Some of the things to watch for include tinsel, lights, ribbons, strings, garlands, and popcorn strands. Handmade or cloth items can also be unsafe if they unravel. 

Tailor Your Decorating Habits To Your Pet’s Personality

Keep your pet and their personality in mind when decorating. For instance, if you have a very fearful dog, think twice before putting that inflatable singing reindeer up in the yard. Some pets are more prone to mischief here than others. You’ll need to be more careful with a puppy that’s in his chew-everything stage than you would with a calm senior pooch who has outgrown those shenanigans. As for Fluffy, if your feline buddy is a champion at smacking things off tables, then putting a set of fragile elf figurines on your coffee table will probably just result in you finding shattered elf parts all over the floor while your frisky pet looks proud of her destructive rampage.

How To Make Your Tree Pet-Safe

The beautiful tree can pose a serious hazard. First, many decorations are unsafe. In the wild, cats use trees for spotting predators, napping spots, and nail care. They also often climb them to seek safety from weather or to escape other animals. You can’t blame Fluffy for her interest, especially given the fact that the tree is hung with what appear to be cat toys.

Real trees are also a concern. Many trees that are grown commercially are treated with things like fire retardants, pesticides, and fungicides, which are all poisonous to pets. The water could also be contaminated, as these chemicals could leach into it. The tree store may have given you a packet of ‘food’ for your tree, but that may contain chemicals that aren’t safe for your pet. If you have a real tree, cover the water bowl.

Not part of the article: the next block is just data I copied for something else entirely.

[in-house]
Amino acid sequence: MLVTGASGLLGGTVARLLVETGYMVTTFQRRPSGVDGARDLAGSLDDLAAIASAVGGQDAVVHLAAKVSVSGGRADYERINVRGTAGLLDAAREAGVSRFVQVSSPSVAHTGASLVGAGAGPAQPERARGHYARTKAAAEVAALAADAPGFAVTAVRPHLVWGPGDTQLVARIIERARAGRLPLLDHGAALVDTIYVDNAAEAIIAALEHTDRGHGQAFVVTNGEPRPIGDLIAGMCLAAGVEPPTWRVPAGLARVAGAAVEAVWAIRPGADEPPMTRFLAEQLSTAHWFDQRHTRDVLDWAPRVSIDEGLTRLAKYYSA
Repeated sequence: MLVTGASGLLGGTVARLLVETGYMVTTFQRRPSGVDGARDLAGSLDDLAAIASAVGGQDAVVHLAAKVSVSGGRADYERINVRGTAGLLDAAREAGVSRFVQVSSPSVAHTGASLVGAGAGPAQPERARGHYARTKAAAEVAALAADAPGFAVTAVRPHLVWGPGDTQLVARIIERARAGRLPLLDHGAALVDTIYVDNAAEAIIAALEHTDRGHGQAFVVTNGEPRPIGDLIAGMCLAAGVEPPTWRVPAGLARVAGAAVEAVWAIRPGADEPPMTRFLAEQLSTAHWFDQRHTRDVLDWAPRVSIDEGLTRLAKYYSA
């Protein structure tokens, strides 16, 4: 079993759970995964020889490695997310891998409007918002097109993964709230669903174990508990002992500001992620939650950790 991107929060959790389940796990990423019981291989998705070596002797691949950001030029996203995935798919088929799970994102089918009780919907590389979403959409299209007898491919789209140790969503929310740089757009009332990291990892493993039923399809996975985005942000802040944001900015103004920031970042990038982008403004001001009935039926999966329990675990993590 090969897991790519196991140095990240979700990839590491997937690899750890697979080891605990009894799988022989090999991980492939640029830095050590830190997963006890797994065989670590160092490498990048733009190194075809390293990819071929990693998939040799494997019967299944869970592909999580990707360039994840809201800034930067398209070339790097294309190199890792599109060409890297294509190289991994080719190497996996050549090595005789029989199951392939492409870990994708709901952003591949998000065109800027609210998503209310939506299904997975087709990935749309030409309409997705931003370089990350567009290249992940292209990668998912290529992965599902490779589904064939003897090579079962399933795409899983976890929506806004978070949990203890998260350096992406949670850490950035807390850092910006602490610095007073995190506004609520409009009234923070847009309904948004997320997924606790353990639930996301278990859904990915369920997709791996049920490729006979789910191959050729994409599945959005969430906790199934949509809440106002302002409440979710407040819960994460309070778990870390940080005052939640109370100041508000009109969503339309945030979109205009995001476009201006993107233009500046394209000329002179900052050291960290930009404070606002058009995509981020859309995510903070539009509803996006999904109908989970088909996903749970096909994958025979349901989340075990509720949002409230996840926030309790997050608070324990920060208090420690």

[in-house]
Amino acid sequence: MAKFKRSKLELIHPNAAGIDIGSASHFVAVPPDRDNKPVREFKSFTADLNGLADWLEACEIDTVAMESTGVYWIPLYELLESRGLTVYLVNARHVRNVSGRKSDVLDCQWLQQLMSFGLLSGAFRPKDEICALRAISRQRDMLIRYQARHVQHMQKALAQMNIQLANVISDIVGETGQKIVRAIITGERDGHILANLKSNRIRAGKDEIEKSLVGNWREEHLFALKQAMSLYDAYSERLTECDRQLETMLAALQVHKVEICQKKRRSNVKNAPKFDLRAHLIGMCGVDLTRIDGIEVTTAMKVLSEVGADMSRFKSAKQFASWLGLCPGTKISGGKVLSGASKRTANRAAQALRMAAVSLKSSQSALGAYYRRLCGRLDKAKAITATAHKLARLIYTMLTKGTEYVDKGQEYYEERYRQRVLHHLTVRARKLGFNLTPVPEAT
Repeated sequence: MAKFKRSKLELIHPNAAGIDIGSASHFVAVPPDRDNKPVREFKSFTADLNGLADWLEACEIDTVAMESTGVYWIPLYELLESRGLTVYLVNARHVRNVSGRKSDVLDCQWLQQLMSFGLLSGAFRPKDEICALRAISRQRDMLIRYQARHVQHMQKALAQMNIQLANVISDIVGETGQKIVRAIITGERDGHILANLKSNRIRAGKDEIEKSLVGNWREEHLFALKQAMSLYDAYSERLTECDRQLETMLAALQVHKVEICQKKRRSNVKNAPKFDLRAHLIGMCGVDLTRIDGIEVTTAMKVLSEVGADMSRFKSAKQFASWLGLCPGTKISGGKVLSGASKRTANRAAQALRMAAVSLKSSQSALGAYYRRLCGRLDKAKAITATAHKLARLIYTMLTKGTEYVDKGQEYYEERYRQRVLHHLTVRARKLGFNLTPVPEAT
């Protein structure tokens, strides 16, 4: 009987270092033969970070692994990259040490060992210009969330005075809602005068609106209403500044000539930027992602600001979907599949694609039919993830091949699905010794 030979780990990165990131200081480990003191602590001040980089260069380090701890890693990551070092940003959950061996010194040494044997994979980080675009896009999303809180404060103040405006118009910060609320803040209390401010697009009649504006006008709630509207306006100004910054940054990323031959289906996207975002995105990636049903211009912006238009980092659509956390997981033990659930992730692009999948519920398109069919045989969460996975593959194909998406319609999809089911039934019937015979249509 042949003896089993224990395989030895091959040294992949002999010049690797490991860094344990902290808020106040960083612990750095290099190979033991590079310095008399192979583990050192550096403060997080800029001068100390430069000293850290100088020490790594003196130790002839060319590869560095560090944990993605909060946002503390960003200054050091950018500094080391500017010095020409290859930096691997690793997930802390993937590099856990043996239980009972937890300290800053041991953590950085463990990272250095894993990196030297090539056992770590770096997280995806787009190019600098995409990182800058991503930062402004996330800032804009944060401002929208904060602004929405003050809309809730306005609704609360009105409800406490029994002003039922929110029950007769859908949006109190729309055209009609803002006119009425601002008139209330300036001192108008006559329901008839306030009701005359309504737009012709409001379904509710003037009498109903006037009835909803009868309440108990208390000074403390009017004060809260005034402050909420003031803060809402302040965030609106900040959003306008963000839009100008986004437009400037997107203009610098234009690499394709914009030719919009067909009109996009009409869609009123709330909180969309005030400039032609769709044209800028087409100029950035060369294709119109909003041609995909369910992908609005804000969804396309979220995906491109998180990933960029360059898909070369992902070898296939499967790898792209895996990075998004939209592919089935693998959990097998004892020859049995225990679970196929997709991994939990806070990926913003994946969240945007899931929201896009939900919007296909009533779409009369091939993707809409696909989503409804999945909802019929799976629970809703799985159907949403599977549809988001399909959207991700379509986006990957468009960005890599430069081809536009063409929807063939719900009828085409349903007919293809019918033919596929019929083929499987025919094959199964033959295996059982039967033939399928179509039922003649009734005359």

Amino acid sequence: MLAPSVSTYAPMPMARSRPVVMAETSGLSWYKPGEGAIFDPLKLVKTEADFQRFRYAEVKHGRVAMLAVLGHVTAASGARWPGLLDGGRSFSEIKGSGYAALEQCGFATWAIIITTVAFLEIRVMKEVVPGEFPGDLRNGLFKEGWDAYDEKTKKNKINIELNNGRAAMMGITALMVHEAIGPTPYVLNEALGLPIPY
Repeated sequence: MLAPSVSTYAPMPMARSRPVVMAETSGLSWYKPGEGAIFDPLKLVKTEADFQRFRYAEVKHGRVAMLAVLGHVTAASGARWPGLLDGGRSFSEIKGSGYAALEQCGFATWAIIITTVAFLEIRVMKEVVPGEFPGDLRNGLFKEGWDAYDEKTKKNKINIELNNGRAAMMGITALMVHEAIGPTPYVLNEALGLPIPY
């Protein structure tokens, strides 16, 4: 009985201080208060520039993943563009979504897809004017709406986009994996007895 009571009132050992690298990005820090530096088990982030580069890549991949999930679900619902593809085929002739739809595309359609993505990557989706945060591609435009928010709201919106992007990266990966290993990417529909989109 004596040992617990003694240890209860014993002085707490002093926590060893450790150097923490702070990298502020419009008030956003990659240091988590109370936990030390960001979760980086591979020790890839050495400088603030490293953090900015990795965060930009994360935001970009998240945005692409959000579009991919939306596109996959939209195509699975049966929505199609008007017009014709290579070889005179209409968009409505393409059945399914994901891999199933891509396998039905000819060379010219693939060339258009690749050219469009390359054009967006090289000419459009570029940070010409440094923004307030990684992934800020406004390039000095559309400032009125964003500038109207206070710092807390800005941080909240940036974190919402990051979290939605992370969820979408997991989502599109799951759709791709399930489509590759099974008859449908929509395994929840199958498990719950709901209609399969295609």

Finally, be sure to pick up fallen needles and tinsel, as these are choking hazards for kids and pets, and cause serious internal injuries if swallowed.

Can I Cat Proof My Tree?

That’s the million-dollar question. We’ve definitely gotten our fair share of amusing photos of mischievous kitties conquering their owners’ trees. 


Here are a few things you can try:

Put only plain, durable ornaments on the lower branches. Save anything delicate, tiny, pointy, or stringy for the upper portion of the tree. (Hanging shiny ornaments within paws’ reach is basically inviting chaos.) 

You can also try to restrict your feline friend’s access to the tree. One option is to set up a puppy gate, which can also be decorated. You can also strategically place presents to block Fluffy’s path of destruction. Using taste deterrents may also prove helpful.